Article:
The client wanted a studio where he could work as a graphic artist and live „along with his friends’ paintings“. He owned paintings from Christian Ludwig Attersee, Maria Lassnig, Kurt Kocherscheidt, Cy Twombly, Günter Brus, Hermann Nitsch, Arnulf Rainer, Walter Pichler. Other requirements were not expressed.
The location was a business premises with three narrow portals facing the street, emphasizing the partly public character of the room. The task was to reconstruct the 50 square meters room, 5 m in height, as well as the three portals.
The small size of the premises did not discourage us, the three portals did not bother us and the height of the room was agreeable to us. We saw high walls and high doors and thought of movable stairs, flying platforms, bridges and galleries. We thought of paintings hanging in three rows one above the other. We thought of collapsed roofs that had turned into frozen wings and sliding glass.
In November 1984, the drawing was completed, and on July 13, 1985, the project was built.
The original room-size was extended to 71 square meters by building the 19 square meters gallery and platform. On the ground floor there is a bathroom with an anteroom, and on the upper floor, a small storage-room. The two right portals were turned into entrances. One door leads over the folding stairs to the gallery crossing the room along the upper row of the paintings. The gallery leads to the platform, which is an additional work area.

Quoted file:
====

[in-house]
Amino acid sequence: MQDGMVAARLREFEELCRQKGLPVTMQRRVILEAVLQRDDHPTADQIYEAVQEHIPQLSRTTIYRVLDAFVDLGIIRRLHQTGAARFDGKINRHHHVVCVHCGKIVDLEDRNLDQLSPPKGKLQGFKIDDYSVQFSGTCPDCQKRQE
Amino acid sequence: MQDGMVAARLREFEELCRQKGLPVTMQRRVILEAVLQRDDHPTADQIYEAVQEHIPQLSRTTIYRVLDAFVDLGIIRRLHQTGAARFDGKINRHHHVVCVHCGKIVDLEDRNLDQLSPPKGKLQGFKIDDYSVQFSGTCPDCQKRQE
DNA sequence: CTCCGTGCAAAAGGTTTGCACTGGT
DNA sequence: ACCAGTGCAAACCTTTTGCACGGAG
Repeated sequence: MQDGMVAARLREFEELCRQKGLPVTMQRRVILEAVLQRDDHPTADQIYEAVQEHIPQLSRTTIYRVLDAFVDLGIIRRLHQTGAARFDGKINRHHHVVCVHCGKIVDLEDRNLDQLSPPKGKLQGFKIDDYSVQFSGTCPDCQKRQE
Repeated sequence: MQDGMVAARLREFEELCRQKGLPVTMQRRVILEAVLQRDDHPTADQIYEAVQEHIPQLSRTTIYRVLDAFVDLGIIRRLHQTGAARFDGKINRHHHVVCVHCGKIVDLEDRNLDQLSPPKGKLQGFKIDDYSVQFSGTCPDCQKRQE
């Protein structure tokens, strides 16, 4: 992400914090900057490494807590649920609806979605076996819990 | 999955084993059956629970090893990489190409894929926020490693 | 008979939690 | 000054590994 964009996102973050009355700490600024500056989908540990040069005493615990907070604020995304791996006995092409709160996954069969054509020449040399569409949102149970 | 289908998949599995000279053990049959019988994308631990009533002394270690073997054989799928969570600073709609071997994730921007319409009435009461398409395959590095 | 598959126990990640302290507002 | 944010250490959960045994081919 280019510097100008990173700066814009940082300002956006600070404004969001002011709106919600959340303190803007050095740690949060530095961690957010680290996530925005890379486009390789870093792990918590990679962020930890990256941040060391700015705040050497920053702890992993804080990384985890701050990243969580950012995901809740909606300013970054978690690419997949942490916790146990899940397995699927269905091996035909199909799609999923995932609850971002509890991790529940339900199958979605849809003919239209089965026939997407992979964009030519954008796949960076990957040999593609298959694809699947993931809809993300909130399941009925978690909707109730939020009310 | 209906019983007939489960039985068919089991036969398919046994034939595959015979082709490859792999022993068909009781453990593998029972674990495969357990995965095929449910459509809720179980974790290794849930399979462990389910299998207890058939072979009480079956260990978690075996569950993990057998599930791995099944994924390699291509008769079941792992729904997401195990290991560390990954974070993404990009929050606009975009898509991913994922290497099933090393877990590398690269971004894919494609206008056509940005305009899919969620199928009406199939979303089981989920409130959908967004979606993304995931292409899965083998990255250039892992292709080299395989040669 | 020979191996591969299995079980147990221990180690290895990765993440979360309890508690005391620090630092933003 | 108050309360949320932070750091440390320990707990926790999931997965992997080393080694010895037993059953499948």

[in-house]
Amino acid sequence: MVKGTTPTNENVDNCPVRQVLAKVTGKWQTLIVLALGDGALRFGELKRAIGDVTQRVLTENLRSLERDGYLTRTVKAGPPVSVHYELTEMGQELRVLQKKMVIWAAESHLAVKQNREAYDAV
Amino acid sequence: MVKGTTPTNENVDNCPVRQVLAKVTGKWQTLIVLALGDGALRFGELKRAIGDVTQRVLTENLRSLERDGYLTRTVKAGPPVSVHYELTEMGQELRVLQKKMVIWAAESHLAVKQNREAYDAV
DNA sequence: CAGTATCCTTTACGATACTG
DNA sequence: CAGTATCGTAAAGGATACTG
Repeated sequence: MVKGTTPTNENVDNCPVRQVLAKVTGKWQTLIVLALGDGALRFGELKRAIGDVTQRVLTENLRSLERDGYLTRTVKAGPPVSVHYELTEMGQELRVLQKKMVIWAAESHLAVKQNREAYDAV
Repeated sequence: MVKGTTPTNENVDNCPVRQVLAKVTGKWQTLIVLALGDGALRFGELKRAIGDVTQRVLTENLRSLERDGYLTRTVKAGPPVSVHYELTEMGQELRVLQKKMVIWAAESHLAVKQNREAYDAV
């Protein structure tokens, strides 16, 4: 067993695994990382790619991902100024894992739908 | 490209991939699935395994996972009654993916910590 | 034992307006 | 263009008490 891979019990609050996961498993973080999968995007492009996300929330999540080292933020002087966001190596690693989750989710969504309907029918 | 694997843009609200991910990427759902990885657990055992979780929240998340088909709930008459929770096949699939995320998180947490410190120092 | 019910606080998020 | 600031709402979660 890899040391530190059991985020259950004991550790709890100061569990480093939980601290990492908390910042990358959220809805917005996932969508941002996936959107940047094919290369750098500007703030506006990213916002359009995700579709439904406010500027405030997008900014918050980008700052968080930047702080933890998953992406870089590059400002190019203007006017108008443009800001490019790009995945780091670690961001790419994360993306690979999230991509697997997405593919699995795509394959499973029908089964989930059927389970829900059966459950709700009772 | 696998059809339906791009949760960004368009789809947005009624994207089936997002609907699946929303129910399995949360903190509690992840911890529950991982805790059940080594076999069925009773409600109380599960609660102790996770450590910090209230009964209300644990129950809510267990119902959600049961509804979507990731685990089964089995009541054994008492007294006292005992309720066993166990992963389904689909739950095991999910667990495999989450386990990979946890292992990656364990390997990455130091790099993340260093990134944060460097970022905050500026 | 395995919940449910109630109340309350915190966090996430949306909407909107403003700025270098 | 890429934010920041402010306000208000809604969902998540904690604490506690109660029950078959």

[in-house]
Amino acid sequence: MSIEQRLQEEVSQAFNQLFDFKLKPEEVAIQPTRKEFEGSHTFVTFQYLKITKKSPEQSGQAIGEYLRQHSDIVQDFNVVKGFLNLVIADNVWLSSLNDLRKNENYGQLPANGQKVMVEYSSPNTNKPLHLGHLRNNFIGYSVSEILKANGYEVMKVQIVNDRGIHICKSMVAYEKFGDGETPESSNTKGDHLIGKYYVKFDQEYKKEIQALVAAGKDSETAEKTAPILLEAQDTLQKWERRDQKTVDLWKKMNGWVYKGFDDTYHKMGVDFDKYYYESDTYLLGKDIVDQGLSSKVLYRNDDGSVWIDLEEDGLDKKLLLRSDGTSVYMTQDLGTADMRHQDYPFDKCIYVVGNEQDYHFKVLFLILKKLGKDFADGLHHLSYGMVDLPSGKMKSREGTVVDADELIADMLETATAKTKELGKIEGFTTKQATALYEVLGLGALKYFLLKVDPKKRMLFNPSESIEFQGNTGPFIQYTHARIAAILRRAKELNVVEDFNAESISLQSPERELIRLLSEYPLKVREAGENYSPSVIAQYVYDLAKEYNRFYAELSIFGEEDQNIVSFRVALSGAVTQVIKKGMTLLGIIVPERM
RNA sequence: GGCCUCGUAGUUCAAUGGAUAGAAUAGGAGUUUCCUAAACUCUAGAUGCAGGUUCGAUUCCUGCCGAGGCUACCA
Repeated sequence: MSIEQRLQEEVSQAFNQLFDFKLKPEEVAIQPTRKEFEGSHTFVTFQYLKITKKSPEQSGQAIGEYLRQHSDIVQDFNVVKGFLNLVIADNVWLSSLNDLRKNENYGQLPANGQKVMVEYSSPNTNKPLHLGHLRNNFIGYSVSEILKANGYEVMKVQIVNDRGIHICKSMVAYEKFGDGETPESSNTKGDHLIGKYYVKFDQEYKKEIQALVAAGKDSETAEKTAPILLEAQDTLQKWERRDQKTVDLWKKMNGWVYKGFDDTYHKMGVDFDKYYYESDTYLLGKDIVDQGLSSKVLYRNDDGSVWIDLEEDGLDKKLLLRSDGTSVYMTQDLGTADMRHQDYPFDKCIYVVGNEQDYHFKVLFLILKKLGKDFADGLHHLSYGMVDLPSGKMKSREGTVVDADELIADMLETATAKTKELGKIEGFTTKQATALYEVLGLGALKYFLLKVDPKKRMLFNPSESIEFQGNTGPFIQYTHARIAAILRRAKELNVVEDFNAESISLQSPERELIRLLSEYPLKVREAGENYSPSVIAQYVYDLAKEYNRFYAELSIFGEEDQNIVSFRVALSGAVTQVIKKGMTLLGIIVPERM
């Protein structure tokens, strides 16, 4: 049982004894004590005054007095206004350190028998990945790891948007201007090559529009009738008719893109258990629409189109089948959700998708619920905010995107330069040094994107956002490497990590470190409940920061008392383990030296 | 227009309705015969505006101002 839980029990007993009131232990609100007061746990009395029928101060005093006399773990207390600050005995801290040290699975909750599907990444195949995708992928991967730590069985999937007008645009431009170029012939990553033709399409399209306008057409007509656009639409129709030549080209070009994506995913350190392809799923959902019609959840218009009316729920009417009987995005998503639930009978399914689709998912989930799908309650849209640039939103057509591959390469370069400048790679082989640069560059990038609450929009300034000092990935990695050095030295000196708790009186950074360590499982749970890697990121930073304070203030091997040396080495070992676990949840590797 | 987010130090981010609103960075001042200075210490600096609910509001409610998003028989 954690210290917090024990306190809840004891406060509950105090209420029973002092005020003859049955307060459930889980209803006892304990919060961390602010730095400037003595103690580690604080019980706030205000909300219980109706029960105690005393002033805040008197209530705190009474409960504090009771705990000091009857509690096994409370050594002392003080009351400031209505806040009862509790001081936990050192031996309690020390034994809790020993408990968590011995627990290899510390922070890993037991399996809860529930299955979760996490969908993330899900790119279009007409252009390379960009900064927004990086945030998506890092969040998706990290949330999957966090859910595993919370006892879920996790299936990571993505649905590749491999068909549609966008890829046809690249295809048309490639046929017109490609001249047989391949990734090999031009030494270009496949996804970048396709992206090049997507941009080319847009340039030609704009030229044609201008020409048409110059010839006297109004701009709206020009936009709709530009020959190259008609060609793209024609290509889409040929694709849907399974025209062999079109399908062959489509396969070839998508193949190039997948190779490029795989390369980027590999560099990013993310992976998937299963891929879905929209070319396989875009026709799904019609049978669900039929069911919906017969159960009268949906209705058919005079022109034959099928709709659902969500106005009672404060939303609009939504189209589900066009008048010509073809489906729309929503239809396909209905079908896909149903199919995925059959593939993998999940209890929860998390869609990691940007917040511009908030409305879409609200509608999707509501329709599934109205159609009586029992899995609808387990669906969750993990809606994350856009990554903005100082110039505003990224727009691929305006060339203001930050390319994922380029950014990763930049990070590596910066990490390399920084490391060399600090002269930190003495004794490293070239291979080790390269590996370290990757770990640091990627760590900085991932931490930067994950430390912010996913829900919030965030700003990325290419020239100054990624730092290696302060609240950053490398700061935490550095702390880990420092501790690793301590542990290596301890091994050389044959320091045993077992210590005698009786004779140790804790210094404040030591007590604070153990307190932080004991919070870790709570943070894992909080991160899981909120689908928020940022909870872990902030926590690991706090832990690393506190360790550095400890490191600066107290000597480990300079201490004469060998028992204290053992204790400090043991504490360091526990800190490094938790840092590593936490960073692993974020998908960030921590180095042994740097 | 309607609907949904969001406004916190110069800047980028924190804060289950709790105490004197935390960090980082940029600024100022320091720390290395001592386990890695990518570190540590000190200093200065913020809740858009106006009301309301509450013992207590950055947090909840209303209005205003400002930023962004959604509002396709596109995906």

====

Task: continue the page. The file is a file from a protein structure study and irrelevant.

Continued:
The wing sculpture of the left portal is a self-supporting aluminium outer wall arching into the room (construction: 2 mm aluminium ribs). On both sides, slightly shifted into the room, the construction is glazed, allowing natural light to come in. An integrated radiator guides the sculpture to a convection area which stimulates the circulation of air in the 5 meter high room. The wing sculpture is a three-dimensional element shaping both the interior and the exterior of the room, also serving as a control for light and air.
The steel construction of the upper flight corresponds to the suspending state of the design. The space has become differentiated and open. The gallery crosses the room at the height of 2,5 m, allowing full use of the 5 m high back wall to hang the paintings. The client chose the furnishing and their arrangement.
The suspending state of the design shows a formal tension sphere of space-opening areas and transversal interlaced lines. The statics and the construction are the realization of this field of tension.
The self-supporting elements such as the platform, the stairs, the gallery and the wing sculpture interlace into an undetermined static system by links of tension. This undetermined and open system allows cross-section reduction of all pressure links. Weight is deduced by a “cantilevered system” within the side walls. Three thin pillars deflect the remaining vertical weight into the belt of the vaulted cellar. Only one of the pillars can be seen, the other two being integrated parts of the walls. The ground-plan remains open.